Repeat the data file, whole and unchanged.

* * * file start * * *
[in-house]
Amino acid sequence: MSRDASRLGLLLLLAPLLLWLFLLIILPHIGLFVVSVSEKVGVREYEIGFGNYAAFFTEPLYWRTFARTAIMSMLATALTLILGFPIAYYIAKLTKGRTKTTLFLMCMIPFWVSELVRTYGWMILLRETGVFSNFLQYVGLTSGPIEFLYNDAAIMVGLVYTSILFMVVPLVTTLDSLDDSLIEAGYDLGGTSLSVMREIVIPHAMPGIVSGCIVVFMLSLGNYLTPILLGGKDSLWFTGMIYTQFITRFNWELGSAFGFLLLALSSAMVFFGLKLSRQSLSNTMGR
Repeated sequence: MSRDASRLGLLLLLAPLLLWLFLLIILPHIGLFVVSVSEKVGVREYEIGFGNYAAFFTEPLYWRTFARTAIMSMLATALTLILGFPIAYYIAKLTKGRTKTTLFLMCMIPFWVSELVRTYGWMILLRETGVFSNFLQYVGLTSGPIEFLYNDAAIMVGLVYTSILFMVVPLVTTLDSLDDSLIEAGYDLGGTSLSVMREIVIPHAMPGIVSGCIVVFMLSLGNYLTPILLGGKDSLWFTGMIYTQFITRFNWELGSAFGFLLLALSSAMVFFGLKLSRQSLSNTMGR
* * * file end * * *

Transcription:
[in-house]
Amino acid sequence: MSRDASRLGLLLLLAPLLLWLFLLIILPHIGLFVVSVSEKVGVREYEIGFGNYAAFFTEPLYWRTFARTAIMSMLATALTLILGFPIAYYIAKLTKGRTKTTLFLMCMIPFWVSELVRTYGWMILLRETGVFSNFLQYVGLTSGPIEFLYNDAAIMVGLVYTSILFMVVPLVTTLDSLDDSLIEAGYDLGGTSLSVMREIVIPHAMPGIVSGCIVVFMLSLGNYLTPILLGGKDSLWFTGMIYTQFITRFNWELGSAFGFLLLALSSAMVFFGLKLSRQSLSNTMGR
Repeated sequence: MSRDASRLGLLLLLAPLLLWLFLLIILPHIGLFVVSVSEKVGVREYEIGFGNYAAFFTEPLYWRTFARTAIMSMLATALTLILGFPIAYYIAKLTKGRTKTTLFLMCMIPFWVSELVRTYGWMILLRETGVFSNFLQYVGLTSGPIEFLYNDAAIMVGLVYTSILFMVVPLVTTLDSLDDSLIEAGYDLGGTSLSVMREIVIPHAMPGIVSGCIVVFMLSLGNYLTPILLGGKDSLWFTGMIYTQFITRFNWELGSAFGFLLLALSSAMVFFGLKLSRQSLSNTMGR